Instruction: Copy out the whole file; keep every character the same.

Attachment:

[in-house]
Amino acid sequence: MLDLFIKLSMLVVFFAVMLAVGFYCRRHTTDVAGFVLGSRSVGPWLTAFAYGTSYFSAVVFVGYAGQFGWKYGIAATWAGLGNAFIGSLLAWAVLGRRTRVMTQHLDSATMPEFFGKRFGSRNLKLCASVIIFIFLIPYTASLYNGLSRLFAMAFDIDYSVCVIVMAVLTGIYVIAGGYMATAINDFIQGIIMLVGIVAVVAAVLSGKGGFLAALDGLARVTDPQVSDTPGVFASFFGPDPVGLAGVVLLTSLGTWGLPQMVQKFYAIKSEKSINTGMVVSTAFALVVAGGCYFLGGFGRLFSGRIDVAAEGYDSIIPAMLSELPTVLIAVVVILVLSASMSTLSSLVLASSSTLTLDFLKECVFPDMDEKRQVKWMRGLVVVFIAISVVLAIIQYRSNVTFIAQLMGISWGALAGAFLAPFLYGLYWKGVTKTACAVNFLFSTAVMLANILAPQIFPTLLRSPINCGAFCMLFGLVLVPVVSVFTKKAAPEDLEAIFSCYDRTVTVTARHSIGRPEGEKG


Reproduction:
[in-house]
Amino acid sequence: MLDLFIKLSMLVVFFAVMLAVGFYCRRHTTDVAGFVLGSRSVGPWLTAFAYGTSYFSAVVFVGYAGQFGWKYGIAATWAGLGNAFIGSLLAWAVLGRRTRVMTQHLDSATMPEFFGKRFGSRNLKLCASVIIFIFLIPYTASLYNGLSRLFAMAFDIDYSVCVIVMAVLTGIYVIAGGYMATAINDFIQGIIMLVGIVAVVAAVLSGKGGFLAALDGLARVTDPQVSDTPGVFASFFGPDPVGLAGVVLLTSLGTWGLPQMVQKFYAIKSEKSINTGMVVSTAFALVVAGGCYFLGGFGRLFSGRIDVAAEGYDSIIPAMLSELPTVLIAVVVILVLSASMSTLSSLVLASSSTLTLDFLKECVFPDMDEKRQVKWMRGLVVVFIAISVVLAIIQYRSNVTFIAQLMGISWGALAGAFLAPFLYGLYWKGVTKTACAVNFLFSTAVMLANILAPQIFPTLLRSPINCGAFCMLFGLVLVPVVSVFTKKAAPEDLEAIFSCYDRTVTVTARHSIGRPEGEKG